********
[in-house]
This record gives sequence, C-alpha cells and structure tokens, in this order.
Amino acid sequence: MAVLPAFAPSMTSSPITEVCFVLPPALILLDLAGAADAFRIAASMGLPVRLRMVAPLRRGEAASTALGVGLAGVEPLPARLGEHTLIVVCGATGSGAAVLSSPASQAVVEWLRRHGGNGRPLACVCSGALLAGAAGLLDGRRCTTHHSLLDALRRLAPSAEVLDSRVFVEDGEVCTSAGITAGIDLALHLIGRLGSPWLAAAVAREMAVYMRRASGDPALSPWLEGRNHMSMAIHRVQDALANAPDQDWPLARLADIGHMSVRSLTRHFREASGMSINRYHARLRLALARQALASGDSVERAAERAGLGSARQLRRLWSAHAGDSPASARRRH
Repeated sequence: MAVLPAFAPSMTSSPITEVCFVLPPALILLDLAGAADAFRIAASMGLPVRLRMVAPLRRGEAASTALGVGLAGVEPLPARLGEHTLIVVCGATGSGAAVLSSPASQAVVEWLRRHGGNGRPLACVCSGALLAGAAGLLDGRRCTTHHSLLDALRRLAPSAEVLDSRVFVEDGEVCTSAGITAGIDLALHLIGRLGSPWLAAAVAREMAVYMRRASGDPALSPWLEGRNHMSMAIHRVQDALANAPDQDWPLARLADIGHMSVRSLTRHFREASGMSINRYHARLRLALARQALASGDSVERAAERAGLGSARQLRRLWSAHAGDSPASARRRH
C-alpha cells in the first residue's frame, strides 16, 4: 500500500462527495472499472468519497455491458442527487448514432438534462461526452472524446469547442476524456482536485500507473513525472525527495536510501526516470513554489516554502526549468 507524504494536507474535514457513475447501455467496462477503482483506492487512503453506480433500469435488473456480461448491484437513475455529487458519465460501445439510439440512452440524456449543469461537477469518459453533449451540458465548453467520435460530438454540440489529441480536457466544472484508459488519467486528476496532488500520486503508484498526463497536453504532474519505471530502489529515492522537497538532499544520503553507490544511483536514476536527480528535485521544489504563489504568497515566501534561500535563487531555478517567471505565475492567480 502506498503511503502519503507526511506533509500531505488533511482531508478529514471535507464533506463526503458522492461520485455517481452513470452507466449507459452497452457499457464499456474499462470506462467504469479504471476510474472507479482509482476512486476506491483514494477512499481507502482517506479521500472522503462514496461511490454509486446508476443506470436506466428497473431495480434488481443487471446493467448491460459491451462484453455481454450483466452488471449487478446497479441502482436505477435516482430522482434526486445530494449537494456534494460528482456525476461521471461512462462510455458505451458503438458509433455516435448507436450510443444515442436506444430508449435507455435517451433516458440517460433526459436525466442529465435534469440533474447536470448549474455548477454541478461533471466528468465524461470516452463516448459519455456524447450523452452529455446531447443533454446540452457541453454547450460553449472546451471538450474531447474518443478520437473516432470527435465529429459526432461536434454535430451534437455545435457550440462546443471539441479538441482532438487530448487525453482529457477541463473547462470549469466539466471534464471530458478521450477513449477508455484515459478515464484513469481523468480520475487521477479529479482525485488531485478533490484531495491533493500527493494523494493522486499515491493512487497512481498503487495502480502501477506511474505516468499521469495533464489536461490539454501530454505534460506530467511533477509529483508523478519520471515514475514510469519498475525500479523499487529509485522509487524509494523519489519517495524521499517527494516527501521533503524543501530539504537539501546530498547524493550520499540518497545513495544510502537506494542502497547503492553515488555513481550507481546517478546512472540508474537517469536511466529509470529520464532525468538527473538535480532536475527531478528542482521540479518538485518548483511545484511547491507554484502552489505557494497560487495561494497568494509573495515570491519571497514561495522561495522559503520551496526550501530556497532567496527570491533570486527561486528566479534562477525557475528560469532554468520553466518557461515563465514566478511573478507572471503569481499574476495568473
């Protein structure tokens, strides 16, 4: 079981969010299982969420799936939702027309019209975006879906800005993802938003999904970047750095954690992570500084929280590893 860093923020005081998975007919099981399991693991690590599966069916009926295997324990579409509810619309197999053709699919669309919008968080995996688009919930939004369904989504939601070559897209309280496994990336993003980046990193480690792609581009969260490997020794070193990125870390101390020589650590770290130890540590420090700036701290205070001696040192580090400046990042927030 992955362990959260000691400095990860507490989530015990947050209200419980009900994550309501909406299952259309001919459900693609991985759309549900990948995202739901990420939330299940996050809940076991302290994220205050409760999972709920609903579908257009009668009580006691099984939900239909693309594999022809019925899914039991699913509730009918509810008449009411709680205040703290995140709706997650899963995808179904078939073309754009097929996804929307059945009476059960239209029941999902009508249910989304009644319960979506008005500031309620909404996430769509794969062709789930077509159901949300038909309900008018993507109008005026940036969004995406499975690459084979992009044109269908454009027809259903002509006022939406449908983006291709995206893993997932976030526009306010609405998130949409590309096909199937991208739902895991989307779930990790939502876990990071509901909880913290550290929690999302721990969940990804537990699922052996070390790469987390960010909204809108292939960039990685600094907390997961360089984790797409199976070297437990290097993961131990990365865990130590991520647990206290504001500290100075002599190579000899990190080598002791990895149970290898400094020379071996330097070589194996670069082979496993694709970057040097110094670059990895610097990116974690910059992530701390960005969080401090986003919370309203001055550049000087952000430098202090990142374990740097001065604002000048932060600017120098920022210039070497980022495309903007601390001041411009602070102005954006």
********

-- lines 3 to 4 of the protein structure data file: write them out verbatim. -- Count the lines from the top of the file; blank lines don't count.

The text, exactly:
Amino acid sequence: MAVLPAFAPSMTSSPITEVCFVLPPALILLDLAGAADAFRIAASMGLPVRLRMVAPLRRGEAASTALGVGLAGVEPLPARLGEHTLIVVCGATGSGAAVLSSPASQAVVEWLRRHGGNGRPLACVCSGALLAGAAGLLDGRRCTTHHSLLDALRRLAPSAEVLDSRVFVEDGEVCTSAGITAGIDLALHLIGRLGSPWLAAAVAREMAVYMRRASGDPALSPWLEGRNHMSMAIHRVQDALANAPDQDWPLARLADIGHMSVRSLTRHFREASGMSINRYHARLRLALARQALASGDSVERAAERAGLGSARQLRRLWSAHAGDSPASARRRH
Repeated sequence: MAVLPAFAPSMTSSPITEVCFVLPPALILLDLAGAADAFRIAASMGLPVRLRMVAPLRRGEAASTALGVGLAGVEPLPARLGEHTLIVVCGATGSGAAVLSSPASQAVVEWLRRHGGNGRPLACVCSGALLAGAAGLLDGRRCTTHHSLLDALRRLAPSAEVLDSRVFVEDGEVCTSAGITAGIDLALHLIGRLGSPWLAAAVAREMAVYMRRASGDPALSPWLEGRNHMSMAIHRVQDALANAPDQDWPLARLADIGHMSVRSLTRHFREASGMSINRYHARLRLALARQALASGDSVERAAERAGLGSARQLRRLWSAHAGDSPASARRRH